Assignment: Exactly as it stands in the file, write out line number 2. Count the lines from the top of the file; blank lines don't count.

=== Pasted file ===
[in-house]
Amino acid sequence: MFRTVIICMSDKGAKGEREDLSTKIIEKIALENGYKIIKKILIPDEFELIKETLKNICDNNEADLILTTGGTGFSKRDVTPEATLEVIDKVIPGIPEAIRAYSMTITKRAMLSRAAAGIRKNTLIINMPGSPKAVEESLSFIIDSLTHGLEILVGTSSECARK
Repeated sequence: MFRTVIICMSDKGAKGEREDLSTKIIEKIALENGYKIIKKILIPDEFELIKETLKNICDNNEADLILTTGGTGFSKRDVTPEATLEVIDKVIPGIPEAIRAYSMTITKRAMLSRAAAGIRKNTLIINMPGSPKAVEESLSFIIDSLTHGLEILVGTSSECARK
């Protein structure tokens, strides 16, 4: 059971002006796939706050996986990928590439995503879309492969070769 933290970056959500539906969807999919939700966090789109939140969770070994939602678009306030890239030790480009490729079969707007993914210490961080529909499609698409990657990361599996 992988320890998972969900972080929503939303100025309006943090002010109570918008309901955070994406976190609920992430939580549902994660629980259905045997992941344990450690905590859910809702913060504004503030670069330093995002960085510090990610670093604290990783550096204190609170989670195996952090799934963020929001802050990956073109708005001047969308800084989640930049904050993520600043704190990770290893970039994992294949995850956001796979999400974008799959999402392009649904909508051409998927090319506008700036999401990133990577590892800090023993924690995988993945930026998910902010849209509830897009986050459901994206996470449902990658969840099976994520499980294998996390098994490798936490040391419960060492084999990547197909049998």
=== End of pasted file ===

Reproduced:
Amino acid sequence: MFRTVIICMSDKGAKGEREDLSTKIIEKIALENGYKIIKKILIPDEFELIKETLKNICDNNEADLILTTGGTGFSKRDVTPEATLEVIDKVIPGIPEAIRAYSMTITKRAMLSRAAAGIRKNTLIINMPGSPKAVEESLSFIIDSLTHGLEILVGTSSECARK